The real reason big oil is refusing to boost production
Over the last couple of weeks, a stand-off has been developing between President Joe Biden and shale oil and gas producers in West Texas. As soaring gas prices add pressure to cash-strapped United States residents already feeling the pressure of inflation, the economic strain is reflecting poorly on the Biden administration, which is scrambling to get someone, anyone — be it OPEC or producers in the Permian Basin — to open the taps and ease supply shortages. So far, however, Big Oil isn’t budging.
There is a lot of speculation about the many reasons this may be the case. Pundits have pontificated about the political dimensions of the standoff, noting that the right-leaning fossil fuels industry has little incentive to help out an administration that they see as antithetical and threatening to their livelihoods.
Why some countries find it hard to move away from fossil fuels
Ribboned shovel in hand, Prime Minister Keith Rowley joined a ceremonial groundbreaking last month to celebrate Trinidad and Tobago’s first large solar farm project expected to generate power for 42,000 homes.
But if anyone thought the project symbolized the twilight of the island nation’s long embrace of fossil fuels, Mr. Rowley set them straight.
“We will continue to extract the hydrocarbons available to us as long as there is an international market,” Mr. Rowley said, as BP and Shell executives looked on. “If we are going to sell the last barrel of oil or the last molecule of gas, so be it.”
Iron ore slump shows Chinese economy is still struggling
Iron ore’s drop to a five-month low adds to concerns over the strength of China’s economic recovery. We believe iron ore price risks are skewed to the downside
Iron ore has been on a downtrend for almost two months. Its price on the Singapore Exchange fell to a year-to-date low of $94.20/t last week, down more than 20 percent from its year-to-date highs and is now hovering below the key $100/t level.
Prices climbed above $130/t in February amid bets of a revival in steel demand in leading consumer China following the end of the strict Covid-19 lockdowns. Although China last month reported annual quarterly GDP growth of 4.5 percent, ahead of expectations – and much faster than the 2.9 percent for Q422 – there are concerns about whether the pace of growth can be sustained.
Milk production rises in March
The Amount of cow’s milk collected by dairy companies increased by 6.2 percent in March compared with the same month of last year to 912,000 tons, according to data from the Turkish Statistics Institute (TÜİK).
Drinking milk output rose nearly 11 percent year-on-year to 139,000 tons, while yogurt production was up 2.9 percent from March 2022 to around 99,000 tons.
Some 67,000 tons of cheese were produced from cow’s milk, which pointed to a 3.4 increase from a year ago. Ayran – a local drink made of yogurt – production, however, declined by 2.9 percent to 61,630 tons.
Türkiye’s butter production plunged more than 28 percent to a little over 8,000 tons.
TÜİK, on May 11, separately unveiled data for poultry production. According to the latest figures, chicken meat production was nearly 200,000 tons in March, marking a 1.5 percent decline on an annual basis.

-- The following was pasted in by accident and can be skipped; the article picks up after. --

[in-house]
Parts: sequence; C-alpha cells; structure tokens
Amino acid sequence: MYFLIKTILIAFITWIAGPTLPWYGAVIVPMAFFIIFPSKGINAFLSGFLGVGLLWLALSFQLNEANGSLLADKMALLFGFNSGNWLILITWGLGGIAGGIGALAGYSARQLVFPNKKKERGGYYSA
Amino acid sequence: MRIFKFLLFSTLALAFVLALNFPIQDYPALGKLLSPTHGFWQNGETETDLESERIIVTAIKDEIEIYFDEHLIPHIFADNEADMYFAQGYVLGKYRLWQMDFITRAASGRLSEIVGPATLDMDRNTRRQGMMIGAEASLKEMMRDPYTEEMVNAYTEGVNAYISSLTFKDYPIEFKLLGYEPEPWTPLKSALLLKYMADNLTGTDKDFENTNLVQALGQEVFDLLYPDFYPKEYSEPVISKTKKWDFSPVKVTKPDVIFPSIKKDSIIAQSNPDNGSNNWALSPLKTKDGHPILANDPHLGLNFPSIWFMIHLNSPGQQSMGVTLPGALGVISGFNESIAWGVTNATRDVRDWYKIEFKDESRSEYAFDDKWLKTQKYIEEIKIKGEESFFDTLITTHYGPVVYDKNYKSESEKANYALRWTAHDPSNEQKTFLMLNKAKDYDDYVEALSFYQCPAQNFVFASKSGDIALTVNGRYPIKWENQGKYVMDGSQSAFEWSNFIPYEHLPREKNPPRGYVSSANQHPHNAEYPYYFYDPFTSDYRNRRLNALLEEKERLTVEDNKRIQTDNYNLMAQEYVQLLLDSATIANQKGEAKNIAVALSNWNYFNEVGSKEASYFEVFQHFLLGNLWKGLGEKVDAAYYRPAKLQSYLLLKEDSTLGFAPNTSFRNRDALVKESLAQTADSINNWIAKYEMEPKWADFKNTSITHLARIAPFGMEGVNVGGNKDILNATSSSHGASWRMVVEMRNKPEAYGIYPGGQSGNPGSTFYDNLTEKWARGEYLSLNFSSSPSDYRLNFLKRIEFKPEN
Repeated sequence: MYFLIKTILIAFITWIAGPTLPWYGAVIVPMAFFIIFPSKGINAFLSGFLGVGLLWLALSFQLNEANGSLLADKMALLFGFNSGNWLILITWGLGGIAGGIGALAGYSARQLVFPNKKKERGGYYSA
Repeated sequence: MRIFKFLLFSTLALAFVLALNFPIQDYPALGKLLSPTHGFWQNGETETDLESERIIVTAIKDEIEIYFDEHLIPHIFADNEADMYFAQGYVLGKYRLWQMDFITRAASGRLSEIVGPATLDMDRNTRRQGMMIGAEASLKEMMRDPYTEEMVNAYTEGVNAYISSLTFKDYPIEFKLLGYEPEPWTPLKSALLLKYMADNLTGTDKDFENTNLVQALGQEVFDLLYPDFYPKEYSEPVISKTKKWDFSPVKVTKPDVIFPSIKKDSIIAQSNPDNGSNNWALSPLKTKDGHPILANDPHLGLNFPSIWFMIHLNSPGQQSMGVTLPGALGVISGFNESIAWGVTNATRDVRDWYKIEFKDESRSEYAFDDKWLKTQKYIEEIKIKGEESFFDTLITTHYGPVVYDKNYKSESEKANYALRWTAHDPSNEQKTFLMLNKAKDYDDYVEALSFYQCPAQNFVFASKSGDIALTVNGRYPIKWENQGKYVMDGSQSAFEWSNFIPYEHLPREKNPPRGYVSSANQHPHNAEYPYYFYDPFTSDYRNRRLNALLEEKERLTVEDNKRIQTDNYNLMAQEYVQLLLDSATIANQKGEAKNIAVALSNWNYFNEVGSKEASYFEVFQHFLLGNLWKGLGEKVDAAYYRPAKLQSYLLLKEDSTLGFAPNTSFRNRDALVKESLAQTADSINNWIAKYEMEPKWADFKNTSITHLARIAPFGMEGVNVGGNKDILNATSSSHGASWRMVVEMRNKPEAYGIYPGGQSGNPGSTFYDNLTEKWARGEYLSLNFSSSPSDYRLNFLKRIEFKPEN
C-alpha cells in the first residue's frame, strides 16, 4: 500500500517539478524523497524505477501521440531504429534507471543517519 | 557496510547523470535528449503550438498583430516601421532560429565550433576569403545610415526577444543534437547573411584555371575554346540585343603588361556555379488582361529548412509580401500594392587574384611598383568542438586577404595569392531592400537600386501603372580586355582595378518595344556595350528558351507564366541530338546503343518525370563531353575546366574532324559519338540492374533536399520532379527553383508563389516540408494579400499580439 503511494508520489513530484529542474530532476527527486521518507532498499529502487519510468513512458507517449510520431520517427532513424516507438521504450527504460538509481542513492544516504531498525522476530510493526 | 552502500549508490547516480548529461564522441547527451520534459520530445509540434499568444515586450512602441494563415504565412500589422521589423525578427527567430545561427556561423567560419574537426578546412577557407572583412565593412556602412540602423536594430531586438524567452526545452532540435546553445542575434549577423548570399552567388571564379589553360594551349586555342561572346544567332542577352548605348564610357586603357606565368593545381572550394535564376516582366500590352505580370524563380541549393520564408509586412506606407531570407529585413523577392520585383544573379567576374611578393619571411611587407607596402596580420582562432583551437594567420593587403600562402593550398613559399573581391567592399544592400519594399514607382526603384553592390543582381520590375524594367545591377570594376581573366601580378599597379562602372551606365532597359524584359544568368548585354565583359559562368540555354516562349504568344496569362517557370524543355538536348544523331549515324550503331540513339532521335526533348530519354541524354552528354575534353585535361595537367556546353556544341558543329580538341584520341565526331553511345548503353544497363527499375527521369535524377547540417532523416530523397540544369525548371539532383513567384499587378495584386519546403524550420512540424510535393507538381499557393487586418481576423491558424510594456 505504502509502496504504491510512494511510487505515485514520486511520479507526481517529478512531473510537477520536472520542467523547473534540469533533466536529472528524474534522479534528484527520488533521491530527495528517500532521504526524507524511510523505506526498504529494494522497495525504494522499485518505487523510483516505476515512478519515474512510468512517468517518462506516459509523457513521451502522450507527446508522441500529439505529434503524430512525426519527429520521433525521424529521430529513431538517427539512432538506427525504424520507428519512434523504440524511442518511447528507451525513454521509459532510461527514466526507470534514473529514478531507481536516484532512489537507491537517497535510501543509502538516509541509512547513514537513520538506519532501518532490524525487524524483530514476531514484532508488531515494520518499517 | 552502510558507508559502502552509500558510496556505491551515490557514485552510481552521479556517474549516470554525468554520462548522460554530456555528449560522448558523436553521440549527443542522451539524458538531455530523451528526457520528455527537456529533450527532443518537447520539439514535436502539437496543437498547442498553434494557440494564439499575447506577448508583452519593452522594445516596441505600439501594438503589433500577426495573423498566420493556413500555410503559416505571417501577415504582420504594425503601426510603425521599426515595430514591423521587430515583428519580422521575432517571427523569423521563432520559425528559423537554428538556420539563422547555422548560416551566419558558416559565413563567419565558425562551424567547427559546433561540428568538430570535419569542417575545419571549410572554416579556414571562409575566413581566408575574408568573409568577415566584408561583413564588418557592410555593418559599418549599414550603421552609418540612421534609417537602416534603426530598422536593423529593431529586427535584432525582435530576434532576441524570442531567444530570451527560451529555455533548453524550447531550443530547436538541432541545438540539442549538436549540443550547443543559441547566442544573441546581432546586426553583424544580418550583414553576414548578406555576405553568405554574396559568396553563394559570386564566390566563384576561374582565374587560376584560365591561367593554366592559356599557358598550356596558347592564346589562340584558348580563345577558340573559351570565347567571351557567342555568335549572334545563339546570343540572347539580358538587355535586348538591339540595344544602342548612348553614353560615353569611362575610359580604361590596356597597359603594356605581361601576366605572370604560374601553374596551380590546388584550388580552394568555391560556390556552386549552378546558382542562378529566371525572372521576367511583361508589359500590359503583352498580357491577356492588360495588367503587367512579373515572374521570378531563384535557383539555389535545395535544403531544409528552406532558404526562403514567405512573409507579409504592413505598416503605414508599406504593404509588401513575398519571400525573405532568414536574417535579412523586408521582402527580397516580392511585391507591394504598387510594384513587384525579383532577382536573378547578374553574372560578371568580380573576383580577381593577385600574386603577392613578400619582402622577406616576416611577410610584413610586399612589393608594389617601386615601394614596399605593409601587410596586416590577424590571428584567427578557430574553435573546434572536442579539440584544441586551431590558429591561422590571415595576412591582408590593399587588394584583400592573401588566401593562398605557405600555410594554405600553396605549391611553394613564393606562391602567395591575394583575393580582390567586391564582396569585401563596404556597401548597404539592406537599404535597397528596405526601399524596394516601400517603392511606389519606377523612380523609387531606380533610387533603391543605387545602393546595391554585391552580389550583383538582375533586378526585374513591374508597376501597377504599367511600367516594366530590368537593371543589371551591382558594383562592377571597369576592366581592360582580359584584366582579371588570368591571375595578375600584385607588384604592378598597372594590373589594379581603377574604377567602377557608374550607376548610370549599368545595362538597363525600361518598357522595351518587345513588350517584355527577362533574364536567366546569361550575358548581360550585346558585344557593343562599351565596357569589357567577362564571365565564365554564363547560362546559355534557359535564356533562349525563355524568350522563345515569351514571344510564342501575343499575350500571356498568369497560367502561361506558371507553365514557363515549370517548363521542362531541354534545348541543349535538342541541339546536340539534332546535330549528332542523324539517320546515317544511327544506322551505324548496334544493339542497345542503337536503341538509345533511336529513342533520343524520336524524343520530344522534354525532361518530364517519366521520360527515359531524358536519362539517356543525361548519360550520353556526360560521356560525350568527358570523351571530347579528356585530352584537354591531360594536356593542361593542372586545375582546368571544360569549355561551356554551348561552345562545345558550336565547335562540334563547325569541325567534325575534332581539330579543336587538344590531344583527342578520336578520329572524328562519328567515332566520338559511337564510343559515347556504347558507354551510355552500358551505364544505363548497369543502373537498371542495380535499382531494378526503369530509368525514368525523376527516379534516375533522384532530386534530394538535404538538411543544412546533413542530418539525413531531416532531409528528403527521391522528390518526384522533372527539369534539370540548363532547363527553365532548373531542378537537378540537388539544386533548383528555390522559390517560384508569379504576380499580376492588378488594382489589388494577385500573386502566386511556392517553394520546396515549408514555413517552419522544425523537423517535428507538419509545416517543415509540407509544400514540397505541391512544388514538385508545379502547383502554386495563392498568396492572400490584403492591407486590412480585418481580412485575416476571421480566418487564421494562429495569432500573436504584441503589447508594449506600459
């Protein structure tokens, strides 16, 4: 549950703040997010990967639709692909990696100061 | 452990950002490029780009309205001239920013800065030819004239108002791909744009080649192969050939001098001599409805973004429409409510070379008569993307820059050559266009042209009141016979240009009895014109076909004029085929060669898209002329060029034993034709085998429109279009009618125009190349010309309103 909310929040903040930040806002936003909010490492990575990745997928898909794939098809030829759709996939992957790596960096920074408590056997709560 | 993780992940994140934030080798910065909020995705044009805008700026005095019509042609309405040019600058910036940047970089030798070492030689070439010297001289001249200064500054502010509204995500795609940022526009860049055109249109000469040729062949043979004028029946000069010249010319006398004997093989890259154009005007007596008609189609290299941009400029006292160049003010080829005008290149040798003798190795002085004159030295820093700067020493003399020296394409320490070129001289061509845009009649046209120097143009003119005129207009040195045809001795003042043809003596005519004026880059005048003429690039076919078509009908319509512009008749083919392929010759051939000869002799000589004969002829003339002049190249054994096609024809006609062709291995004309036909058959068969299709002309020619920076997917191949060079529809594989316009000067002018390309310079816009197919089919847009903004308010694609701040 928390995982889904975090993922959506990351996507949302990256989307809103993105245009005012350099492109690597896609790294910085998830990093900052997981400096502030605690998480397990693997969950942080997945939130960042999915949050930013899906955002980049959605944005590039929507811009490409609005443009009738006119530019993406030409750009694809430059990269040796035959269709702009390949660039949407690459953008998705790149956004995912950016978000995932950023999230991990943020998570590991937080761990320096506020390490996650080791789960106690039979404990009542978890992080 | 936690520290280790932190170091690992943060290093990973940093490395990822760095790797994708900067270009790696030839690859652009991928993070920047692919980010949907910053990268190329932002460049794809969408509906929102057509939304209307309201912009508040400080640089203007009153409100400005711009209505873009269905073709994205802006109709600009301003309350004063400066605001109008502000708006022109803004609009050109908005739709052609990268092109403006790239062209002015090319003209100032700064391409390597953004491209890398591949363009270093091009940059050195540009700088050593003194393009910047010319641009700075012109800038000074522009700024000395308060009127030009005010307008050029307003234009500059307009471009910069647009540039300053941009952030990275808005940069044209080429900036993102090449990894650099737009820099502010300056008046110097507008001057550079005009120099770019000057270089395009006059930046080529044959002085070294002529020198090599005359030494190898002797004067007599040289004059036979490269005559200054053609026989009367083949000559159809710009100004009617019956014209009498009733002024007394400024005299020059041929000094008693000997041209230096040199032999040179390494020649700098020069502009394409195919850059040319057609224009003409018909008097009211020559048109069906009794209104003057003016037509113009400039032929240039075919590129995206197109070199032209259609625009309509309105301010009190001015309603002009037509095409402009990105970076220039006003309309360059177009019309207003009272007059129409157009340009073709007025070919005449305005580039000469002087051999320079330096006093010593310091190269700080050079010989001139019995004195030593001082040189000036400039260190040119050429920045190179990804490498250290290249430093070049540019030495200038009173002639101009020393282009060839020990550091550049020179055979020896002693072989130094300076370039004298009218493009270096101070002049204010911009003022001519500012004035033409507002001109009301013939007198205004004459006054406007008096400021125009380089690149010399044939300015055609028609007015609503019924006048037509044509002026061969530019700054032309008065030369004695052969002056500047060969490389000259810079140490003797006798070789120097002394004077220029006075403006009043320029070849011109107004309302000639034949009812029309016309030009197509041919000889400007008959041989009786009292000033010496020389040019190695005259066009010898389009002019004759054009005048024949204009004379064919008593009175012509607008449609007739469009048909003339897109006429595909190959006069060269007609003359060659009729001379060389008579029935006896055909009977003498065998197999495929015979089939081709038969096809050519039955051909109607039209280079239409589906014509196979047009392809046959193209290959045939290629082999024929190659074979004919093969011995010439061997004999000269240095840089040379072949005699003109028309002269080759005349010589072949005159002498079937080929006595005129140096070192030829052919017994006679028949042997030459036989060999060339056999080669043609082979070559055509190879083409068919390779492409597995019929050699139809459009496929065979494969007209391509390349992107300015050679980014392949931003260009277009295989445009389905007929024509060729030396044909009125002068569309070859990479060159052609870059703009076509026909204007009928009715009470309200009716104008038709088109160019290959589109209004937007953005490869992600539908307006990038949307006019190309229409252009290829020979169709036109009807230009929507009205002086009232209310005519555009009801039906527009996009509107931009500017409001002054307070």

Wuzhou’s distinctive tea embraces global growth
Tea farmer Tan Aiyun still remembers taking the first few sips of her hometown’s iconic drink, Liupao tea, as a child.
“When we didn’t feel well, because of a cold or some other common ailment, the elders would always grab a handful of leaves from storage and brew a hot cup of comforting tea for us,” recalled Tan, now 62.
“Liupao tea was more than a famous Chinese tea. It also was a cure-all, a ubiquitous beverage and an important part of our lives,” Tan added.
The tea is said to help lower blood pressure, improve appetite and aid digestion. Its distinctive earthy, woody tones give Liupao tea an aged flavor, the combined result of its leaves and its storage, fermentation and processing methods.
China April coal output eases from record high in March
China’s average daily coal production dipped in April from a record level a month ago, official data showed on Tuesday, as some miners trimmed output due to harsh weather and ahead of the low-demand season.
China produced 381.45 million tonnes of coal last month, up 4.5 percent from a year earlier and down 8.6 percent from March, data from the National Bureau of Statistics showed.
The daily average output in April was equivalent to 12.72 million tonnes versus a record 13.46 million tonnes in March.
Heavy snow hit Inner Mongolia in early April, forcing some open-pit mines to shut down and slowing road transportation.
Govt plans to make India self-sufficient in pulses production in three years
India’s import of pulses dropped by 60 percent between 2017-18 and 2022-23 as their production increased 9 percent. Encouraged by this, the government has chalked out a plan to focus on increasing the production of tur, urad and masur, potentially making the country self-sufficient. This will be particularly done by raising the productivity further. There was 41 percent increase from 655 kg/hectares to 924 kg/hectares in pulses yield in last seven years.
Afghanistan’s wheat crop threatened by locusts
A large-scale outbreak of locusts in Afghanistan’s biggest wheat-producing region is threatening to worsen the country’s already severe hunger crisis, the Food and Agriculture Organization (FAO) of the United Nations said.
The latest figures from the United Nations show that 9 million of Afghanistan’s 41 million citizens (nearly 25 percent) are suffering acute food insecurity, including 1 million in the “emergency level acute food insecurity” category. The country has been embroiled in a civil war throughout most of the 21st century and is now under control of the Taliban following the United States’ withdrawal of troops in August 2021.